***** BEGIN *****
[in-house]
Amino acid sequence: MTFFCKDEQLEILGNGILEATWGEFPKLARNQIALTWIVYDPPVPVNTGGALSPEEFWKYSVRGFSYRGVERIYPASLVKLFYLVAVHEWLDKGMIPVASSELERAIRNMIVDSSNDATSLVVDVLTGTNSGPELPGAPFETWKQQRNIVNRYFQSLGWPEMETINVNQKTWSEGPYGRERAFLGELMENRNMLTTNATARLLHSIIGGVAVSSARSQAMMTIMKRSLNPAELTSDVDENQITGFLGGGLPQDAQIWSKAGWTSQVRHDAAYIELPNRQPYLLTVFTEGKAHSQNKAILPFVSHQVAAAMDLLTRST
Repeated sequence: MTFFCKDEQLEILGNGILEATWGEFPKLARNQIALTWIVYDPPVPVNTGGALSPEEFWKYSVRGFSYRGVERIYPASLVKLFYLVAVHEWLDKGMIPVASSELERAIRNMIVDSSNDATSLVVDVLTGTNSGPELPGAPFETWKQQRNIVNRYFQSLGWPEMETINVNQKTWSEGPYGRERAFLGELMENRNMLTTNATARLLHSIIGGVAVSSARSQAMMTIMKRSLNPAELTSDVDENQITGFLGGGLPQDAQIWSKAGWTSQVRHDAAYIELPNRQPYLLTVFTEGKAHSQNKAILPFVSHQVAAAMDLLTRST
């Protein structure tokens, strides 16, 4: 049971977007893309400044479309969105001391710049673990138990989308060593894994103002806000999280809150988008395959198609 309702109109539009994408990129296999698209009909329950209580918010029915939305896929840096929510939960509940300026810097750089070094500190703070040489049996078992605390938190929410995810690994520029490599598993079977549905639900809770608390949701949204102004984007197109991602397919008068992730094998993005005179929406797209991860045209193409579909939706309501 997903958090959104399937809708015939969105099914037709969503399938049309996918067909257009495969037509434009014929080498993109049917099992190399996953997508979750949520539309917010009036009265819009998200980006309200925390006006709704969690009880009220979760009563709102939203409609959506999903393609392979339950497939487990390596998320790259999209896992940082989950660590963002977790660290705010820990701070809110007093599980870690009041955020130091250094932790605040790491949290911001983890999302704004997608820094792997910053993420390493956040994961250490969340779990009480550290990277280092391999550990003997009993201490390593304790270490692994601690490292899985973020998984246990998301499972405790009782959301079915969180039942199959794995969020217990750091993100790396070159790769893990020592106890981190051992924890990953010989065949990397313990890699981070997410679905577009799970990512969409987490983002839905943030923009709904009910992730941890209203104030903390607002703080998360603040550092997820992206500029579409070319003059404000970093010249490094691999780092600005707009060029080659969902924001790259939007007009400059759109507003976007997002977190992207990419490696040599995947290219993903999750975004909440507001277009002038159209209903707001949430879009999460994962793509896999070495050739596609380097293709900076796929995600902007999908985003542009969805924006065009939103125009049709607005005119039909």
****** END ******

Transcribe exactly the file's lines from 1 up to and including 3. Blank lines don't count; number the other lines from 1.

[in-house]
Amino acid sequence: MTFFCKDEQLEILGNGILEATWGEFPKLARNQIALTWIVYDPPVPVNTGGALSPEEFWKYSVRGFSYRGVERIYPASLVKLFYLVAVHEWLDKGMIPVASSELERAIRNMIVDSSNDATSLVVDVLTGTNSGPELPGAPFETWKQQRNIVNRYFQSLGWPEMETINVNQKTWSEGPYGRERAFLGELMENRNMLTTNATARLLHSIIGGVAVSSARSQAMMTIMKRSLNPAELTSDVDENQITGFLGGGLPQDAQIWSKAGWTSQVRHDAAYIELPNRQPYLLTVFTEGKAHSQNKAILPFVSHQVAAAMDLLTRST
Repeated sequence: MTFFCKDEQLEILGNGILEATWGEFPKLARNQIALTWIVYDPPVPVNTGGALSPEEFWKYSVRGFSYRGVERIYPASLVKLFYLVAVHEWLDKGMIPVASSELERAIRNMIVDSSNDATSLVVDVLTGTNSGPELPGAPFETWKQQRNIVNRYFQSLGWPEMETINVNQKTWSEGPYGRERAFLGELMENRNMLTTNATARLLHSIIGGVAVSSARSQAMMTIMKRSLNPAELTSDVDENQITGFLGGGLPQDAQIWSKAGWTSQVRHDAAYIELPNRQPYLLTVFTEGKAHSQNKAILPFVSHQVAAAMDLLTRST